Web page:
Race winner Barrichello, David Coulthard, Juan Pablo Montoya and even the normally cautious Ralf Schumacher also got in on the Silverstone action, each enduring white knuckle moments as they dived aggressively for half-gaps that could have spelt Championship disaster. It was a credit to the entire field that the racing was relentlessly hard but fair. Even in a runaway Championship year like 2002, it would have been thrilling to watch. With this year's Championship still locked in an absorbing five-man struggle, the higher stakes rendered Silverstone 2003 an instant classic.

It's natural that any classic race would involve the dominant driver of his era, and so it was on Sunday. At first glance, Michael Schumacher would appear to have suffered a mediocre and disappointing race. But never has he been forced to work or think so hard, be so patient, and balance caution and aggression as finely as he did on Sunday.

Schumacher is defined by his exhaustive preparation and tactical approach to races, in tandem with Ferrari strategist Ross Brawn. Fortunately, not even their game plan accommodates a lone interloper who chooses the Hangar Straight as an appropriate venue to spread his message to the world. And not even Ferrari's clockwork pit routines can prevail when almost the entire field decides to pit simultaneously.

Until that point, Schumacher had already experienced two heartstopping moments during the race weekend. The first was when he ran wide onto the grass during his qualifying run, and the second when a charging Montoya launched an assault on Schumacher's Ferrari immediately after the first safety car period. On both occasions, Schumacher had managed to skirt disaster. Emerging in a stunned 15th place after the pitlane chaos, it all seemed in vain. Stuck behind a doggedly defiant Jacques Villeneuve, and losing more than two seconds per lap to race leader and main Championship rival Raikkonen, Schumacher's position looked hopeless.

The German could have tried to muscle his way through the pitlane traffic jam, or attempted a series of rash moves on the slower cars hindering his progress. He's done it before, and often got away with it. However, 'often' is not a viable proposition in the context of this year's Championship, and the disastrous exceptions (like Spa 98) have tempered Schumacher's previously bulletproof self-belief. Instead, he had to be patient and be sure of at least getting to the finish. Any points would be an unexpected bonus, and even a single point for eighth beats a trip to the gravel or a broken car.

His eventual fourth place was a disappointment by Schumacher's high standards, especially after his teammate won with the same equipment. Still, ultimately losing only one point to Kimi Raikkonen was an almighty reprieve and validation of Schumacher's patience - particularly considering that it was Raikkonen, and not Schumacher, who sacrificed points by pushing too hard. Typically, Raikkonen views the glass as half-full, publicly stating that the single point advantage may prove crucial at season's end. Privately, he must surely concede that the two points, lost to Montoya when the Finn ran out of road under braking for Stowe, could be even more decisive in Championship terms.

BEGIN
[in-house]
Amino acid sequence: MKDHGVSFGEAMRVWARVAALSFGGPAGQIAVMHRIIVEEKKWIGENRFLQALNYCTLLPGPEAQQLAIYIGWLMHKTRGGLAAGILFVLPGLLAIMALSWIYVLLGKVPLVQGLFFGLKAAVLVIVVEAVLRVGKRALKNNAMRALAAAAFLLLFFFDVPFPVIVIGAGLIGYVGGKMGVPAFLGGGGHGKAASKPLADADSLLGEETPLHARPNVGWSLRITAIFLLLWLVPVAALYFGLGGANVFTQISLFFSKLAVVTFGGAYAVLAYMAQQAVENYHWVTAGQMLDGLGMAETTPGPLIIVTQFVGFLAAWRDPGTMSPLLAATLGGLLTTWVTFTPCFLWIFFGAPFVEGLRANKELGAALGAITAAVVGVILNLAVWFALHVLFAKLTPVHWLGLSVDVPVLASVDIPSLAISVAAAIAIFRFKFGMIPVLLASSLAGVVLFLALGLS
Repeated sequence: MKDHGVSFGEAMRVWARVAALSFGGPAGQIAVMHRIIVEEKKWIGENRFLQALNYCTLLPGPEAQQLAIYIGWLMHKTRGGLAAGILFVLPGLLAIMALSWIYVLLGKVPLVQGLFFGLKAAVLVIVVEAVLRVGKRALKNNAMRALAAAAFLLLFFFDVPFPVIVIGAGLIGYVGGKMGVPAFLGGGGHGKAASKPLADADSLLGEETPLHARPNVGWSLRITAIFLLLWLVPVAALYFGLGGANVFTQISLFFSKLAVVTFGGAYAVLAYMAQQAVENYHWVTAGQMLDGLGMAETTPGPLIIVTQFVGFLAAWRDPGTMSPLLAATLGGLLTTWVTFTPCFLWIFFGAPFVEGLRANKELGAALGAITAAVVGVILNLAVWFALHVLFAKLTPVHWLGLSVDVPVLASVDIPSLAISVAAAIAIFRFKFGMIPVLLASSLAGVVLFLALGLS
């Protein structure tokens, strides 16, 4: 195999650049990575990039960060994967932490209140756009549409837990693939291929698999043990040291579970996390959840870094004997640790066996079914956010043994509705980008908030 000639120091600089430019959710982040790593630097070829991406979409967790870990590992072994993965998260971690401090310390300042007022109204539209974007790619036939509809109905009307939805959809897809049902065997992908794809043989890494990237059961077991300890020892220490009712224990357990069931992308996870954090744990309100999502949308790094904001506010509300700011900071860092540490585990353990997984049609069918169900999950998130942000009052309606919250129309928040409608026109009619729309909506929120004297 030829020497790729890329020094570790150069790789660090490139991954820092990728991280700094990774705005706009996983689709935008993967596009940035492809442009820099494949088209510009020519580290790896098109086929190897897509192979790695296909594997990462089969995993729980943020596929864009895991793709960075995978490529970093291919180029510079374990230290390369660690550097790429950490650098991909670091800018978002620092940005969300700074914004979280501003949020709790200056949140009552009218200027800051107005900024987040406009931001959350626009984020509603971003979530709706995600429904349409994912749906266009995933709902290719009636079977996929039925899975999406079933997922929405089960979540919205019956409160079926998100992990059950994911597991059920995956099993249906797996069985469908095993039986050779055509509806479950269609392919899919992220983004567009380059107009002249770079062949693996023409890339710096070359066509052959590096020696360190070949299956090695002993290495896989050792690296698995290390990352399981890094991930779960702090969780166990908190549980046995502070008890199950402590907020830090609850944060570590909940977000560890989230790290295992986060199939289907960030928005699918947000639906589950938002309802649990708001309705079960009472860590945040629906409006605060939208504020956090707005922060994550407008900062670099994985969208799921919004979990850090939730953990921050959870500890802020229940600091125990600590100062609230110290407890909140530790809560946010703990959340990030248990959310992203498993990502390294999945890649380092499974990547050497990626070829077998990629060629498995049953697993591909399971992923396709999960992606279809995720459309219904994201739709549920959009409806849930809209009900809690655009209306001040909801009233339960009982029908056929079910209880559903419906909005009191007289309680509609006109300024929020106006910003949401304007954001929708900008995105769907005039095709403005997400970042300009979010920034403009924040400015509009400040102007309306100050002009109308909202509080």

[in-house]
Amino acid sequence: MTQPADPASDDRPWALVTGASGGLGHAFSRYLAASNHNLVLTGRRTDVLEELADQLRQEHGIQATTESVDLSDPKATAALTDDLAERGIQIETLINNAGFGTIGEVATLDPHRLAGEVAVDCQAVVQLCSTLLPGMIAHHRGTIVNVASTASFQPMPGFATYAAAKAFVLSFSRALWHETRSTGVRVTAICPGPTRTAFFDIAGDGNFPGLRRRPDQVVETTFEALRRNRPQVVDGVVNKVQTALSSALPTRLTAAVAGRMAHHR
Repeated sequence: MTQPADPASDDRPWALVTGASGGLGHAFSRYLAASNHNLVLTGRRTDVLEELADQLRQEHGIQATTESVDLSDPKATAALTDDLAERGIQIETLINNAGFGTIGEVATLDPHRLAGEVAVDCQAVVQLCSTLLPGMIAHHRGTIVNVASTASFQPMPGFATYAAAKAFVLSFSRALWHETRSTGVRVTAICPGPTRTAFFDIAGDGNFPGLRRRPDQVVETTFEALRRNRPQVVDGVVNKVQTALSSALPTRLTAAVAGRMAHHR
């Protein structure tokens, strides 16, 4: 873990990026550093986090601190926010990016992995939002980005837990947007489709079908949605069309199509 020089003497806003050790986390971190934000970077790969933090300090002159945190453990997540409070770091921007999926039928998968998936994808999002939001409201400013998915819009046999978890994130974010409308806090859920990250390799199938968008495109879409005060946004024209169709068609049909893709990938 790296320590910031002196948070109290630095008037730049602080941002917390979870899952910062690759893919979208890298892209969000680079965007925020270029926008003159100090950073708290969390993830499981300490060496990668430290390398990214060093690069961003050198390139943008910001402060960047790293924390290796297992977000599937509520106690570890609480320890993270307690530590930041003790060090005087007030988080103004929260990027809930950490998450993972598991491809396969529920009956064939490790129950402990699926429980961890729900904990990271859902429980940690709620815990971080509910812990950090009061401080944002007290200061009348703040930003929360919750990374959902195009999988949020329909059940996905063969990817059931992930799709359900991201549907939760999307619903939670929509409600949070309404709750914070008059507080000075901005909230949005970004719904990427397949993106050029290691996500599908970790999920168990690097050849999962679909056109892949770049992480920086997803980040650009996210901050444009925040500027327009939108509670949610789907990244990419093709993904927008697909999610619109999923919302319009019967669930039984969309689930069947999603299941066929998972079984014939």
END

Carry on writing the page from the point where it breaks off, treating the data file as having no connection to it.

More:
Both drivers will be relieved that Ralf Schumacher's momentum has been disrupted, and both Ferrari and McLaren will try to keep the younger Schumacher off the front row at the next event in Germany. Like Damon Hill, Ralf is an outstanding race leader who is often made to look ordinary when forced to battle his way to the head of the pack. However, simply denying Ralf will not be enough for either of the two Championship frontrunners. With Montoya and even Barrichello rejuvenating their Championship aspirations at Silverstone, the WDC equation grows ever more complex.

Even in a season of astonishing reliability and remarkably few race ending driver errors, this Championship could still turn on a single moment - a heartbreaking retirement or a controversial collision between two Championship contenders. However it pans out, one conclusion is certain - the 2003 World Drivers Champion will have earned his title, more so than any other champion of the past decade and longer. No team or driver is handing out any gifts to the opposition, and it will take season-long consistency and pace to ensure the ultimate triumph in 2003. That is how Formula One should be.

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Volume 9, Issue 30
July 23rd 2003


Interview with Chris Dyer
by Timothy Collings

Rookie at the Ring
by Thomas O'Keefe

Ann Bradshaw: View from the Paddock
by Ann Bradshaw

2003 British GP Review

2003 British GP Review
by Pablo Elizalde

Tilting at Tilke
by Karl Ludvigsen

The Arnie Magic
by Richard Barnes

Stats Center

Qualifying Differentials
by Marcel Borsboom

by David Wright

Charts Center
by Michele Lostia


Season Strokes
by Bruce Thomson

On the Road
by Garry Martin

Elsewhere in Racing
by David Wright & Mark Alan Jones

The Weekly Grapevine
by Tom Keeble